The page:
The generation dealing the most with the changing nature of the United States is starting to shape politics.
Tulsi Gabbard and Aaron Schock talk to National Journal about the challenges.
People of color already own a majority of local businesses in seven U.S. metro areas.
With employment in traditional career fields more uncertain and barriers to launching businesses lowered, many millennials look to work for themselves.
Americans pursuing science, tech, engineering, and math careers for career stability and higher pay are at risk of being pushed out of their fields in favor of younger workers.
One way to boost earnings of single, low-income women is to urge them to seek out jobs in skilled trades instead of retail and service gigs.
The most pressing challenges outlined at a Next America event: Delivering higher ed that equips Americans — many first-generation collegians — to work in the new economy.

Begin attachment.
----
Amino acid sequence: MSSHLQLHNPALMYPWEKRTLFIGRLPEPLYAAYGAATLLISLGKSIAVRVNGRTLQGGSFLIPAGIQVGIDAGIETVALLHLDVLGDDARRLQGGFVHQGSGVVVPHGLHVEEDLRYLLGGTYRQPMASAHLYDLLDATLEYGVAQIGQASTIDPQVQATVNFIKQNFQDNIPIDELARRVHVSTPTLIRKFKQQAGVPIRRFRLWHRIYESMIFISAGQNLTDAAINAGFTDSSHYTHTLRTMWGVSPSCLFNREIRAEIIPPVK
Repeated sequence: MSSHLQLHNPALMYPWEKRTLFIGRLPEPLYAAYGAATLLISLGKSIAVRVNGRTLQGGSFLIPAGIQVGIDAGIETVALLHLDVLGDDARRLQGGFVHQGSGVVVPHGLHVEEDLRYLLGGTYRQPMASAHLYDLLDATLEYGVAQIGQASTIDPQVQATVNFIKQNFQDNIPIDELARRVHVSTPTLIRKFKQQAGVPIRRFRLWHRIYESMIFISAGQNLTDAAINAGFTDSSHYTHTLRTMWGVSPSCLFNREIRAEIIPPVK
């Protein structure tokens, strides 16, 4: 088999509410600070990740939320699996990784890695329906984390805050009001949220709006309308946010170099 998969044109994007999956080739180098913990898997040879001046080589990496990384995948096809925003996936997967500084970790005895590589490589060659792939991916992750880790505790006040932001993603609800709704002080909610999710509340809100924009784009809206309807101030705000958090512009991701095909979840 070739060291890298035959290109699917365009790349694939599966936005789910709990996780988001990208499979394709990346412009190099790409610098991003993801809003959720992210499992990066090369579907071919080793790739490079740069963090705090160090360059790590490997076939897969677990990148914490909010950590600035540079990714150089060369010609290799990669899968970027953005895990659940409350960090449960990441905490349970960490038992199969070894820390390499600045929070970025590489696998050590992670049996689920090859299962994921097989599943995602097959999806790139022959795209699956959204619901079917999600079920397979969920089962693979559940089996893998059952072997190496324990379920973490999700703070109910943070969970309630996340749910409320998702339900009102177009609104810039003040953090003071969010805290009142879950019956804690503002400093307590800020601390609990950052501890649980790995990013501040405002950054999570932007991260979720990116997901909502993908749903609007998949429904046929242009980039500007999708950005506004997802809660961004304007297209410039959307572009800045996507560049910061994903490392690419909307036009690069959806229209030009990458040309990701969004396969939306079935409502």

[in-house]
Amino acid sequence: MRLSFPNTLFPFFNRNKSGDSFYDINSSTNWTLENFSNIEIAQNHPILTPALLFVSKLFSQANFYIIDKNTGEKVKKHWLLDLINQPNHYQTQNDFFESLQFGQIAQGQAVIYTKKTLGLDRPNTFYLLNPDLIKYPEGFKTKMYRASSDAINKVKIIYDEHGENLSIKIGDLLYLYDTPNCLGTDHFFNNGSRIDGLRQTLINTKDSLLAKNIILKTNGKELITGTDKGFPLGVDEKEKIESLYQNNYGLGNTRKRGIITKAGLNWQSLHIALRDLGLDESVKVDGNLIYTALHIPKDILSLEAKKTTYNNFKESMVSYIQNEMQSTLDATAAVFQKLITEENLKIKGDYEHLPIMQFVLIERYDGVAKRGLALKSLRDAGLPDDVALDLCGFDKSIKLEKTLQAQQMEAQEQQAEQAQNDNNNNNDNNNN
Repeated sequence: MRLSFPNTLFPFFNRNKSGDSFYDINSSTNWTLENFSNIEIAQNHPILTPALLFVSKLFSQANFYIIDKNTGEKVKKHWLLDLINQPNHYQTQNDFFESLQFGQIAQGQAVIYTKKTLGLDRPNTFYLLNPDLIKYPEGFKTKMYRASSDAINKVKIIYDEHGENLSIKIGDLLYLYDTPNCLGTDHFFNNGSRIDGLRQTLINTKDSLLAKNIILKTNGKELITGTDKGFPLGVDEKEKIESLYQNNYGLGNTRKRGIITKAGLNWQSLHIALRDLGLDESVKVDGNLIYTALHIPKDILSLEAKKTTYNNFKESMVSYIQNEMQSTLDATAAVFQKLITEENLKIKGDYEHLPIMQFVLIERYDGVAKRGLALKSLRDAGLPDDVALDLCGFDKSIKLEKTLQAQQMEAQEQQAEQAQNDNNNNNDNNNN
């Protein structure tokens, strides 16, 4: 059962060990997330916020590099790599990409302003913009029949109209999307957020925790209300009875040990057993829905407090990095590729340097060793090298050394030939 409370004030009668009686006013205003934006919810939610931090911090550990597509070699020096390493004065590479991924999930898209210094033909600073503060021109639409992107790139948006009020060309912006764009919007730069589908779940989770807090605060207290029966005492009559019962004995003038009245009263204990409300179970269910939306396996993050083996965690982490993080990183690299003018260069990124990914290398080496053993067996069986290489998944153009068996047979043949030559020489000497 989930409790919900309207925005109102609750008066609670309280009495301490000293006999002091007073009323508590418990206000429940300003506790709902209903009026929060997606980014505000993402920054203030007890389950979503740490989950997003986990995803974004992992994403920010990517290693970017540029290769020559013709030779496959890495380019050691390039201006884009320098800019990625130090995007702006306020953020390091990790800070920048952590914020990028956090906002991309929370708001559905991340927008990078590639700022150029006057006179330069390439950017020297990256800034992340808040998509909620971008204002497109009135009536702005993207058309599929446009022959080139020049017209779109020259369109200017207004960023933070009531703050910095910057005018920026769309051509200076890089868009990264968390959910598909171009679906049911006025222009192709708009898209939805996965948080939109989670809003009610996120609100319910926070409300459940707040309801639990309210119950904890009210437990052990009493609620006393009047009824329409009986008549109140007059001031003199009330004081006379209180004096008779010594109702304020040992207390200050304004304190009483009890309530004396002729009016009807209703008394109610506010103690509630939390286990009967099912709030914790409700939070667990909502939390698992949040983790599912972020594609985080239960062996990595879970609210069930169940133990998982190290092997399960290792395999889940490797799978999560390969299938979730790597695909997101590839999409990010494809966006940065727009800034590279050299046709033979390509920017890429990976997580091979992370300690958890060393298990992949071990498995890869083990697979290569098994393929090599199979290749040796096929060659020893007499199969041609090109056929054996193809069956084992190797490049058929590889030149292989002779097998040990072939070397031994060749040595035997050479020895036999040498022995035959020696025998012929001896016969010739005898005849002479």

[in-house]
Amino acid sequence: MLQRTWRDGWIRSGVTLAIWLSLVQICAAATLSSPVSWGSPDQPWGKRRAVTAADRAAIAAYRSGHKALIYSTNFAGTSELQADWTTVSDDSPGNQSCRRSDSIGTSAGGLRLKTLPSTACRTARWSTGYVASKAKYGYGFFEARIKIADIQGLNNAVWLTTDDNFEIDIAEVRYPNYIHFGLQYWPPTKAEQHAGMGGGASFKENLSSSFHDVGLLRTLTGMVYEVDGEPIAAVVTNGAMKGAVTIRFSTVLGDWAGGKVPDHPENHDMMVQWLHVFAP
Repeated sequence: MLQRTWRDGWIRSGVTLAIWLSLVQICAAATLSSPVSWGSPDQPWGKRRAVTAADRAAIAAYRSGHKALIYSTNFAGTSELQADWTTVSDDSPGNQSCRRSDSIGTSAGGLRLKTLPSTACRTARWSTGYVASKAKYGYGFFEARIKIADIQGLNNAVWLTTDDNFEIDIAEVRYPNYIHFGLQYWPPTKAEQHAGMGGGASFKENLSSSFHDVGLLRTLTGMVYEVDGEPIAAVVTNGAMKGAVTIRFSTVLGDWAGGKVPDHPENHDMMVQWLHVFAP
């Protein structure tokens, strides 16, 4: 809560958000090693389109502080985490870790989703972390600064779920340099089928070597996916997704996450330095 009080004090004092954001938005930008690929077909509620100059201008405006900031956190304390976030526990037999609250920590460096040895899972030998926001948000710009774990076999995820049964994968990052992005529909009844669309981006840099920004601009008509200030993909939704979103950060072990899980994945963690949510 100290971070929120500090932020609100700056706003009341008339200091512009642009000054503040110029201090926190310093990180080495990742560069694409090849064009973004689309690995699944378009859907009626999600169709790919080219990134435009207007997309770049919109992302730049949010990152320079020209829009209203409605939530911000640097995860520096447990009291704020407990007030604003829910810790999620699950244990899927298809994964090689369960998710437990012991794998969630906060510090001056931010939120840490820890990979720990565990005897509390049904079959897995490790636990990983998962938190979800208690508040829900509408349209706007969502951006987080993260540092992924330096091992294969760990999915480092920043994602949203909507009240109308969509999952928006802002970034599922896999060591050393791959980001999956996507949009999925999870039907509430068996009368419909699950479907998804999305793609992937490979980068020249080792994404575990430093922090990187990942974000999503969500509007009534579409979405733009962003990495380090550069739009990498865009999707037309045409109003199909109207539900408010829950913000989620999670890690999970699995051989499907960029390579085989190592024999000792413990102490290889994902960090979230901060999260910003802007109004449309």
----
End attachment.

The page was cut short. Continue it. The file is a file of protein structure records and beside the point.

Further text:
The federal government has spent billions since the start of the Great Recession on a single job-training program, but a new report shows there's not enough data to know if it helps out-of-luck workers.
That's the financial reality for 20 million Americans who live in deep poverty, an Urban Institute report indicates.
Beware the "severity of the retirement racial divide": Households of color approaching their golden years have socked away on average only $30,000 — about a quarter of what white households have banked.
Successful Curiosity Corner preschool curriculum drives results and confidence — so much that ESL kids use "deciduous" in a sentence.
White people, on the other hand, tend to be skeptical about the value of more school or training.
When it comes to education or skills training, blacks and Hispanics are most likely to believe that more learning will boost their careers and livelihoods.
They used to care more about problem-solving than ideology. Now state capitals increasingly imitate the national parties.
A year of surveys shows that Americans don't line up consistently behind Republicans or Democrats -- but like a little of each.
Panel Discussion: Racial and ethnic minorities will be disproportionately affected by the budget cuts that begin Friday.
Stakes are high for blacks and Latinos, who graduate at lower rates and take on more debt than their white and Asian-American peers.